Gamecock mailbag: Will South Carolina make ‘real improvement’ on offense this year?

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Believe it or not, South Carolina is above .500 heading into late October.

The Gamecocks haven’t exactly been world beaters, but under a first-year head coach in Shane Beamer, USC has handled business against the teams it should have.

So what all does that mean? Let’s dive into some of your questions after this week’s wild 21-20 win over Vanderbilt.

When will we see some real improvement on offense? Not just lip service. — Todd S.

Now seven games into the season, it’s fair to wonder what’s gone wrong with the offense this fall.

I’ve tried to remain optimistic. It’s a first-year system with a first-year coordinator, and that brings with it levels of growing pains. But if you look around college football, not every program in its inaugural run with coordinators or coaches have had those issues.

Tennessee currently ranks fourth in the Southeastern Conference in total offense under first-year head coach Josh Huepel. Auburn, which has a new coach in Bryan Harsin, also ranks sixth in the conference in total offense after ranking ninth a season ago.

At some point, South Carolina is going to be what it is. I’d argue we’ve reached that juncture. The Gamecocks have been OK running the ball. The passing game has shown spurts but not gotten there. It may not ever get there in 2021.

Tuesday’s bombshell from Beamer that Luke Doty will be out for the season further complicates things. Zeb Noland had been solid in his place, but we haven’t really seen him in SEC competition short of a few plays against Georgia.

It’s not fair to start calling for heads — in this case, offensive coordinator Marcus Satterfield — but it’s getting close to a boiling point as to whether this unit can get rolling without some staff changes heading into next season.

I may sound like a Green Bay Packers fan, and I am not. But why didn’t you kick the field goal in the first half? Why did you go for it on 4th down with 4 yards… yes yards not inches. Why not take the points? — Lois H.

South Carolina has been aggressive this year on fourth down and, largely, I’ve agreed with it. Saturday wasn’t one of those days.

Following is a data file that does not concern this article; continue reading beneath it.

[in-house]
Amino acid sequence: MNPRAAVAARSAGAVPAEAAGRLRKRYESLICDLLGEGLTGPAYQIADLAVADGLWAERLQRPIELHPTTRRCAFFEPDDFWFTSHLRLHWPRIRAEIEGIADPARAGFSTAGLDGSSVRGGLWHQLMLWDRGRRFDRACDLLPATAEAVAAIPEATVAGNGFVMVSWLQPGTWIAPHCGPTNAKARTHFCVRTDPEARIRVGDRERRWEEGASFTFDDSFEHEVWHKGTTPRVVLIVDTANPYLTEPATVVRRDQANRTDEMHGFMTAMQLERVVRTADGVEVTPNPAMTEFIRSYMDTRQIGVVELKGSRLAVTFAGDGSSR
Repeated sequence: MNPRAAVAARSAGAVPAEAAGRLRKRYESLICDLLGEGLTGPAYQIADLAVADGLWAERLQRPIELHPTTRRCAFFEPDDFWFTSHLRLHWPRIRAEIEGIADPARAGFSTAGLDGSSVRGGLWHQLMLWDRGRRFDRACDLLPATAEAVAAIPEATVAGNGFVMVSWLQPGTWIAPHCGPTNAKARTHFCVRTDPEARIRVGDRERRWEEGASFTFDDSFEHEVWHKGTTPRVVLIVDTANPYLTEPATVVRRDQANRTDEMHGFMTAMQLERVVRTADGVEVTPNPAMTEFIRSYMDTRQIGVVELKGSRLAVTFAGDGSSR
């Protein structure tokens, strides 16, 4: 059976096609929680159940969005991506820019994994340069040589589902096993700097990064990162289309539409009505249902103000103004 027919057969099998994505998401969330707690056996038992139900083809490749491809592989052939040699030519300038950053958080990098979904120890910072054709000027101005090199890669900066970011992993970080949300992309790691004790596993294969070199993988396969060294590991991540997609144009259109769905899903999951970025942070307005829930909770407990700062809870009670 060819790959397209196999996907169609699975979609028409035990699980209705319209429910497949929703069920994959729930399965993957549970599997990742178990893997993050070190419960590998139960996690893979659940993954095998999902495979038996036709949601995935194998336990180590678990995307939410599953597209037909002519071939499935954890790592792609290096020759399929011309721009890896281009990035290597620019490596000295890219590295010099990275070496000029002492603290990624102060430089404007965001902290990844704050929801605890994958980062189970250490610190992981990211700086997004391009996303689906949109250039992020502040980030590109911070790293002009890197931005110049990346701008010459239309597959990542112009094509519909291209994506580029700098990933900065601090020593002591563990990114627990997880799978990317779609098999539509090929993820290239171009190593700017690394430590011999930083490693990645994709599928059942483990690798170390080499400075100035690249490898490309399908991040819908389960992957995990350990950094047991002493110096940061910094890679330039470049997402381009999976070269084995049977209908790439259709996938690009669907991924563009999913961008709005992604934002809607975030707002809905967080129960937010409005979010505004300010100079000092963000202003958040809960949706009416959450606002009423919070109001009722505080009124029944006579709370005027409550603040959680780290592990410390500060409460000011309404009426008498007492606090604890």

The play Lois is referring to is when South Carolina took over on the Vanderbilt 20-yard line courtesy of a Jordan Strachan interception. The Gamecocks eventually stalled out at the Commodores 13-yard line when they couldn’t convert on a fourth-and-3.

Common knowledge would state to take the points. South Carolina led 14-3 and a Parker White kick would’ve put the Gamecocks up 14. That said, South Carolina ranks second in the Southeastern Conference with 15 fourth-down attempts, though it’s only completed seven of those.

The biggest problem on this play wasn’t necessarily the attempt, but the play call. South Carolina threw short of the sticks to Xavier Legette, resulting a one-yard loss. That can’t happen.

All things considered, though, I like the try. Against a Vanderbilt team you should be able to outmatch at most positions and go for the kill shot early.

YEAH! WTH are you gonna do about our absentee O Line!!! How long are you gonna make excuses before you honestly admit we have definitive O line problems. For the love of mankind just be HONEST!!!!!! — Scott T.

Scott must’ve woken up on the wrong side of the bed yesterday. Jokes aside, there’s been ample frustration about the offensive line this year and rightfully so.

Some of that comes with a new scheme and system, but the Gamecocks still brought back more than 100 appearances among its starters.

The biggest problem here is the lack of improvement in the run game. The Gamecocks haven’t scored better than 58.1 out of 100 or worse than 52.1 in run blocking since the East Carolina game in Week 2, per Pro Football Focus. Differently put, nothing has changed dramatically.

The pass blocking, by contrast, has improved some of late. South Carolina cratered with a grade of 19.3 against then-No. 2 Georgia in Week 3, but has responded with marks of 72.9 and 64.5 against Tennessee and Vanderbilt, respectively.

To Beamer’s credit, the Gamecocks have mixed in some new names up front. Jazston Turnetine and Vershon Lee have seen upticks in their chances of late. That’s come, in part, due to injuries, but at least South Carolina is trying something different.

South Carolina faces a Texas A&M defense on Saturday that sits fifth in the SEC in run defense and eighth in pass rushing, per PFF. The Gamecocks can’t afford another down week up front if they hope to spring an upset in College Station.

Ben’s Best

A quick mea culpa because I totally forgot to include a ranking at the bottom of last week’s mailbag (I know that’s what y’all are coming here for).

Anyways, with Ed Orgeron out at LSU, there’s been plenty of debate over what’s the best job in college football. Here’s my top five with a few honorable mentions.

  1. Alabama

  2. Texas

  3. Oklahoma

  4. Ohio State

  5. LSU

Honorable mentions

  • Southern California

  • Georgia

  • Notre Dame

  • Clemson

  • Penn State

  • Miami

Note: Questions have been edited for clarity and length

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